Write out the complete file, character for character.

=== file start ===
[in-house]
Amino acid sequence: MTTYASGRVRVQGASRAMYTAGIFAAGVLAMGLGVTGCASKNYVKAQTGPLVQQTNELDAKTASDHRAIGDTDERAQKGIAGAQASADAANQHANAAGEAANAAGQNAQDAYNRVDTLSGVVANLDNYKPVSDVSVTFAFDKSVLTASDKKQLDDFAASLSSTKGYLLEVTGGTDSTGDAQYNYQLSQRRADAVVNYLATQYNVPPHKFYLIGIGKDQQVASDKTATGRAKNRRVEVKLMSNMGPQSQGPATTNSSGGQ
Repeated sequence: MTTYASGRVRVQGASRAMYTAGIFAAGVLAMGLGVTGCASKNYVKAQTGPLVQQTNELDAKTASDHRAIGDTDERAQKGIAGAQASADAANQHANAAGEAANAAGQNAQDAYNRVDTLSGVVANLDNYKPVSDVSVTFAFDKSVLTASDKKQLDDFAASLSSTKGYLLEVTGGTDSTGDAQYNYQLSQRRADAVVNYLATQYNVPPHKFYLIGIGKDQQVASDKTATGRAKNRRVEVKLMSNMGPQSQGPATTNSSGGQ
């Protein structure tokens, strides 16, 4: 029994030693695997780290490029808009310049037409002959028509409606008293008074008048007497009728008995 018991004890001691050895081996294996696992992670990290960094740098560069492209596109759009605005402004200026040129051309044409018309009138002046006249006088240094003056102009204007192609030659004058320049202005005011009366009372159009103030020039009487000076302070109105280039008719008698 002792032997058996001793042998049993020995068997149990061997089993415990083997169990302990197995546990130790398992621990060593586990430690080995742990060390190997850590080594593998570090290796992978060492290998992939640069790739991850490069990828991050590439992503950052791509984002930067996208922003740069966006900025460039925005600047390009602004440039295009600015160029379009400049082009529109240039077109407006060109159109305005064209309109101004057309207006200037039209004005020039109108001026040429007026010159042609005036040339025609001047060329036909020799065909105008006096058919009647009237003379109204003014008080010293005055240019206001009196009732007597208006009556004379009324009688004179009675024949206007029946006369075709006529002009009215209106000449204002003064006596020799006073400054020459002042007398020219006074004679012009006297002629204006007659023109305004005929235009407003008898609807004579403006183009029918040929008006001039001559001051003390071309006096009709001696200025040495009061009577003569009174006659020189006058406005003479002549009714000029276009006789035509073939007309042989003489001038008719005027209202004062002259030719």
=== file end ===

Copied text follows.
[in-house]
Amino acid sequence: MTTYASGRVRVQGASRAMYTAGIFAAGVLAMGLGVTGCASKNYVKAQTGPLVQQTNELDAKTASDHRAIGDTDERAQKGIAGAQASADAANQHANAAGEAANAAGQNAQDAYNRVDTLSGVVANLDNYKPVSDVSVTFAFDKSVLTASDKKQLDDFAASLSSTKGYLLEVTGGTDSTGDAQYNYQLSQRRADAVVNYLATQYNVPPHKFYLIGIGKDQQVASDKTATGRAKNRRVEVKLMSNMGPQSQGPATTNSSGGQ
Repeated sequence: MTTYASGRVRVQGASRAMYTAGIFAAGVLAMGLGVTGCASKNYVKAQTGPLVQQTNELDAKTASDHRAIGDTDERAQKGIAGAQASADAANQHANAAGEAANAAGQNAQDAYNRVDTLSGVVANLDNYKPVSDVSVTFAFDKSVLTASDKKQLDDFAASLSSTKGYLLEVTGGTDSTGDAQYNYQLSQRRADAVVNYLATQYNVPPHKFYLIGIGKDQQVASDKTATGRAKNRRVEVKLMSNMGPQSQGPATTNSSGGQ
């Protein structure tokens, strides 16, 4: 029994030693695997780290490029808009310049037409002959028509409606008293008074008048007497009728008995 018991004890001691050895081996294996696992992670990290960094740098560069492209596109759009605005402004200026040129051309044409018309009138002046006249006088240094003056102009204007192609030659004058320049202005005011009366009372159009103030020039009487000076302070109105280039008719008698 002792032997058996001793042998049993020995068997149990061997089993415990083997169990302990197995546990130790398992621990060593586990430690080995742990060390190997850590080594593998570090290796992978060492290998992939640069790739991850490069990828991050590439992503950052791509984002930067996208922003740069966006900025460039925005600047390009602004440039295009600015160029379009400049082009529109240039077109407006060109159109305005064209309109101004057309207006200037039209004005020039109108001026040429007026010159042609005036040339025609001047060329036909020799065909105008006096058919009647009237003379109204003014008080010293005055240019206001009196009732007597208006009556004379009324009688004179009675024949206007029946006369075709006529002009009215209106000449204002003064006596020799006073400054020459002042007398020219006074004679012009006297002629204006007659023109305004005929235009407003008898609807004579403006183009029918040929008006001039001559001051003390071309006096009709001696200025040495009061009577003569009174006659020189006058406005003479002549009714000029276009006789035509073939007309042989003489001038008719005027209202004062002259030719």